Sophocles in a contemporary version by Roy Williams
Pilot Theatre, Derby Theatre and Theatre Royal Stratford East
Derby Theatre

The cast of Antigone Credit: Robert Day
Gamba Cole (Eamon) and Savannah Gordon-Liburd (Tig) Credit: Robert Day
Mark Monero (Creo) Credit: Robert Day

Sophocles’ Antigone has been performed for more than 2,500 years. Its central themes of power, corruption and the futility of war have caused countless generations of people to question their behaviour. But how do you make the play relevant to a modern audience?

That is the challenge that has been undertaken by Pilot Theatre, whose remit is to create work for and with young people, and playwright Roy Williams, known for contemporary stories which speak to youngsters from all backgrounds.

Williams sets Antigone in a world dominated by gangs and a gangster culture. Whereas Sophocles has Creon as a king, Williams portrays the character, here known as Creo, as an intimidating club owner and gang leader.

The story starts in the way that Sophocles intended, with Creo refusing to bury the body of Antigone’s unruly brother Orrin because he was branded a traitor to Thebes. Her other sibling Eto is to be interred with full honours. Antigone’s anger turns to defiance; she will not do as she is told and seizes the chance to challenge the stereotyping of women.

Williams moves the characters into a different world and puts his own slant on the story. He skilfully shows that power corrupts, autocratic Creo laying down the law as his gang run “tings” in Thebes with a “live fast, die young” mentality. But Creon’s son Eamon warns him that he ought to listen to what the people want.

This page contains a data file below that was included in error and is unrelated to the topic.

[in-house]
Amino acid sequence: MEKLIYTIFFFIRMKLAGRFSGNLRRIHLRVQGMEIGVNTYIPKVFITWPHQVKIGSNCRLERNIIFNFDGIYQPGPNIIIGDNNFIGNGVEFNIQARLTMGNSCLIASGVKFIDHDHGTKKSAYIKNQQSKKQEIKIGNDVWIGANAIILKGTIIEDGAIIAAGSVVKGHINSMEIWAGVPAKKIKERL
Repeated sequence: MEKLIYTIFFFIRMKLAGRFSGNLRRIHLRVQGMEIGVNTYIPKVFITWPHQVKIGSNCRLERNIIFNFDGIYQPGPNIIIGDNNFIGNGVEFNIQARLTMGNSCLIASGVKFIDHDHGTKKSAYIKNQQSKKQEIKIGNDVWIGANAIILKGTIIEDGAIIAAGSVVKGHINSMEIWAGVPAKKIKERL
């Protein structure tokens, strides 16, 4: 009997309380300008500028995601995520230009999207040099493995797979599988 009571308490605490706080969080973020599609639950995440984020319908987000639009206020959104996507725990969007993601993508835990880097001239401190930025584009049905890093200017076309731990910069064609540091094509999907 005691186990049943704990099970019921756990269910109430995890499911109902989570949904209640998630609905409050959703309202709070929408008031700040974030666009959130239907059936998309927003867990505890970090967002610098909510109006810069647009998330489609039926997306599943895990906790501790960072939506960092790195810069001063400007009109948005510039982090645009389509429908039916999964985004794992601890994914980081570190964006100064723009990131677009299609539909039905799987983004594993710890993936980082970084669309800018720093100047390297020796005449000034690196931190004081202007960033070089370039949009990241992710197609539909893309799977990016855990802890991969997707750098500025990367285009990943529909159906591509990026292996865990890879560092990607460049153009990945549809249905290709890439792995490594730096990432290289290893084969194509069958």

Mark Monero gives a dominant performance and commands the stage as Creo who steps up to be the boss man and claims to be doing what is best for Thebes.

On press night, Savannah Gordon-Liburd appeared to start off quite nervously as Antigone, affectionately called Tig, but she eased into the role and was giving a confident display long before the end.

Her scene with Eamon, sensitively portrayed by Gamba Cole, in which they declare their love for each other, is particularly touching.

There are also commendable performances from Frieda Thiel as Tig’s compliant sister Esme, Doreene Blackstock as Creo’s wife Eunice and Oliver Wilson as the blind seer Tyrese.

Pilot’s artistic director Marcus Romer directs with an assured touch, although there are too few video clips for his intention to explore the modern obsession with social media sites to be realised.

Some of the younger members of the cast do not always get their intonation correct, although this will no doubt be rectified over the next ten weeks when the show goes on tour.

Williams certainly has a knack of producing mots justes which resonate with his audiences: Tyrese tells Creo he is in “deep shit” while Creo tells the soothsayer he has to “cut down on the skunk, man—you smoke it like it is going out of fashion.”

Traditionalists may find that this modern version of Antigone with its urban, no-nonsense language may not be for them. However, the text is easy to understand and it is quite possible that this production may well introduce a new, young audience to theatre.

Reviewer: Steve Orme

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